Or are you saying contradictions/paradoxes can exist in the formal system of the universe...just not FW for some reason or another?

#12 John Doe

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Posted 26 April 2004 - 08:04 PM

I think there is a contradiction in your statements d_m_radetsky and John Doe. You are arguing that the entire universe in deterministic. i.e. it follows the laws of physics, laws that are represented by mathematical equations. Yet you say Godel's Incompleteness Theorem does not apply in the universe. Which is it? Is the universe a formal system or something else.

Or are you saying contradictions/paradoxes can exist in the formal system of the universe...just not FW for some reason or another?


I am not claiming that the universe is fully deterministic.

#13 d_m_radetsky

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Posted 26 April 2004 - 11:45 PM

And I never said that Goedel's theorem didn't apply to the universe. What I meant was that I don't trust non-mathematicians to correctly interpret the theorem, because it's much, much harder than popular accounts would lead you to believe. I don't understand the math behind it, and I sincerely doubt any of you do either. Popularizers make you think you can understand the most difficult concepts in math & science just by reading a short little book or article, and nothing could be further from the truth. I say we should all stay the hell away from Goedel, QM, and all the rest, unless we really know what we're talking about.

While I'm at it, Mind, you seem like you're confusing being math and representing math. The laws in question are not really the universe; they are abstractions of our previous experience written in an extremely general way (i.e. in math) and purported to predict what will happen next. So, the universe is not a formal system (it's a real, live thing), the universe does follow physical laws (i.e. we make predictions , which are often correct), and we represent said laws with mathematical equations. Goedel's theorem, which is sometimes reffered to as part of proof theory (I think), might say something about our mathematical representations, but these are different than the things themselves. Does that clear it up?

#14 Mind

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Posted 27 April 2004 - 02:45 PM

While I'm at it, Mind, you seem like you're confusing being math and representing math. The laws in question are not really the universe; they are abstractions of our previous experience written in an extremely general way (i.e. in math) and purported to predict what will happen next.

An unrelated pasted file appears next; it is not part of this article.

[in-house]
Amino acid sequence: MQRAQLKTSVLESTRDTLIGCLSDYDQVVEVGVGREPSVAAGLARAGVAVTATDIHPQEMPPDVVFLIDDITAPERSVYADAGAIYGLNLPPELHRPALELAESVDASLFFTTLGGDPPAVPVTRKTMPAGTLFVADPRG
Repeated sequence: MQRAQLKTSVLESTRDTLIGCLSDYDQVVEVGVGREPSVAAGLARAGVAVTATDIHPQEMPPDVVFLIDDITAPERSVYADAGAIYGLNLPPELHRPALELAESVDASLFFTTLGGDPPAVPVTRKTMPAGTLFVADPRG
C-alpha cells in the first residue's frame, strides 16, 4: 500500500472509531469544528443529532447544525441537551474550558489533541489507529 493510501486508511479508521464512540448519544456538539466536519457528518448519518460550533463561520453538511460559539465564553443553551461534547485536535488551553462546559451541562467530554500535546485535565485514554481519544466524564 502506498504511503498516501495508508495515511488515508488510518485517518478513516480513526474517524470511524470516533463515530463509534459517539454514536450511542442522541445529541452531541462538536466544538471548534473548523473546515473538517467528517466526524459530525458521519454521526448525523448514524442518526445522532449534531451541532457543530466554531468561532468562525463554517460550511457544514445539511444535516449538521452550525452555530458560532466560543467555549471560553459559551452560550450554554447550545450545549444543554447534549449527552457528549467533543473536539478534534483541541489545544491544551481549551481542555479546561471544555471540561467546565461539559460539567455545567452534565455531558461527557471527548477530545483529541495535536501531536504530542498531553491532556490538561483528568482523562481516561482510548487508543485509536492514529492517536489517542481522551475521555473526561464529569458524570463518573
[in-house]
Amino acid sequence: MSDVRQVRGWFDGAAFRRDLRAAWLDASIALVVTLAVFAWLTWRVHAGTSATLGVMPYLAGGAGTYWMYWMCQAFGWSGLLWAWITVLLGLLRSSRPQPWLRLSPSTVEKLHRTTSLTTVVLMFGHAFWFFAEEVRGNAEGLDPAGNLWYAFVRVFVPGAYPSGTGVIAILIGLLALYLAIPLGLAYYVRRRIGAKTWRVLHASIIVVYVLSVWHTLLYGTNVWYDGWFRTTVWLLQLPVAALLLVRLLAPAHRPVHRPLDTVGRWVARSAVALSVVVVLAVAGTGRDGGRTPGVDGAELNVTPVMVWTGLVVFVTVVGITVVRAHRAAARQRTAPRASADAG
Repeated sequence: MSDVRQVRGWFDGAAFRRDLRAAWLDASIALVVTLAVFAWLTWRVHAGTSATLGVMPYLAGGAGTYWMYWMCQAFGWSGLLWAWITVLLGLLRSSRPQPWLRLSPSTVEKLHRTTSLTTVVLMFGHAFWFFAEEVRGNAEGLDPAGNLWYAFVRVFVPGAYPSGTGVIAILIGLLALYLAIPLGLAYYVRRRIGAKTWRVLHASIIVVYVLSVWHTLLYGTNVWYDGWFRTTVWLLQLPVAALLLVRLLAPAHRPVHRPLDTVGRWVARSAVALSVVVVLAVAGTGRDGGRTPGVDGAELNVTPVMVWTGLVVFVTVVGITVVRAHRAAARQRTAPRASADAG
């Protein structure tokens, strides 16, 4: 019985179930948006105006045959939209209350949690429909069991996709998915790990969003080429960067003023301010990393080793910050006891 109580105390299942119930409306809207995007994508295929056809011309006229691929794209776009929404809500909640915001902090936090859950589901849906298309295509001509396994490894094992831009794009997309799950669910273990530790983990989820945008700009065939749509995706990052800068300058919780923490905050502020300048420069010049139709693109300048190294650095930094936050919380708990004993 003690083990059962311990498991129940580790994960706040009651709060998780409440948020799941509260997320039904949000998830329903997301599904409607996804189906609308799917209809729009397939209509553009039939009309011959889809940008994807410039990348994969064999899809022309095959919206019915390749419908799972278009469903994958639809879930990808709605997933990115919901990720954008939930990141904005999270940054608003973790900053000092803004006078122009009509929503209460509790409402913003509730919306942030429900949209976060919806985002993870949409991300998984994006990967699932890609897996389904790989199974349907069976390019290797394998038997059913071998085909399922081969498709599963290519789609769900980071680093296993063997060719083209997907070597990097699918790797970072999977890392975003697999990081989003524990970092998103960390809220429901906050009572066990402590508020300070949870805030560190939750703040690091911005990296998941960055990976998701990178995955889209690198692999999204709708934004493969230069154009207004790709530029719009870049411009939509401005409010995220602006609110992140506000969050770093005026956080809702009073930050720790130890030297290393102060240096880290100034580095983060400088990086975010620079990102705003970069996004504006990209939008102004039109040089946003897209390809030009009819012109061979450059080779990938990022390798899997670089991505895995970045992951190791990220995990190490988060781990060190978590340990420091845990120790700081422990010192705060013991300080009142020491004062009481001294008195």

Looking back at what I have written I can see how you would come to the conclusion that I am confusing "being math" with "representing math". Sorry about that. However, I do know the distinction and have thought about it in depth, as have a great many mathematicians and scientists over the years.

A good paper about this is "The Unreasonable Effectiveness of Mathematics in the Natural Sciences" from Communications in Pure and Applied Mathematics by Eugene P. Wigner (Nobel Laureate in Physics), 1960.

If top physicists thought Mathematics' usefulness in the natural sciences was uncanny back then, it has certainly gotten more so in the last 40 years.

Another good essay is "What is Mathematics?" from The World Within the World by John D. Barrow. 1988

Barrow ponders the question of whether the beautiful relationships discovered in mathematics are but fabrications of the human mind, or, instead really exist in the outer world - whether, in other words, they are invented by mathematicians or discovered by them.

Then of course there is Wolfram "A New Kind of Science", who has put forth the idea that the entire universe is one big computation.

I would put myself in the group that looks at the universe and sees one big Math equation. I know, I know, this would seem to undermine my take on Kip's essay. I still have more thoughts on this......

#15 Mind

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Posted 27 April 2004 - 10:20 PM

Grant me this John_Doe: The concept of "Free Will" exists.

#16 John Doe

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Posted 27 April 2004 - 11:16 PM

Grant me this John_Doe: The concept of "Free Will" exists.


Of course.

#17 MichaelAnissimov

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Posted 04 May 2004 - 03:37 AM

Radetsky is right on target with Godel's theorem and the difficulty of interpretation. The physics of 2004's best guess is that the universe is deterministic. The wave equations are obeyed everywhere and at all times. Conscious observers are not necessary for the wave function to "collapse" - in fact no such "collapse" happens at all. There are only measurements, and measurements can be performed by any thermodynamically irreversible process.

I also agree wholeheartedly with Radetsky's comments about indeterminacy. We human beings are so complex, that the universe would be confusing whether or not the bottom level turned out to be atoms, the quantum foam, or no bottom level at all. I am no critic of fuzzy thinking - I love Bart Kosko and 'fuzzy thinking' also happens to be one of the fundamental premises of Bayes.

#18 Mind

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Posted 04 May 2004 - 02:42 PM

One of the main deficiencies of your essay is invoking a greater than human intelligence to deny the existence of free will (ala the Einstein quote and the several paragraphs that follow). By definition, no one can know what a "greater than human intelligence" will find out about humans since we only possess human level intelligence. To make your argument stronger I would use the laws of physics (as Michael stated previously) to assess a probability to the non-existence of free will. Also useful may be the work of Libet New Humanist Review

#19 bacopa

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Posted 04 May 2004 - 05:24 PM

As I pointed out in my paper, free will is not an either/or, black and white, 0 or 1 proposition, but instead exists on a continuum from 0 to 1. To argue that it either exists (1) or does not exist (0), is quaintly Aristotelian. If quantum mechanics has taught us anything, it's that either/or doesn't apply. Qubit based quantum computers work precisely because of this superimposition between states.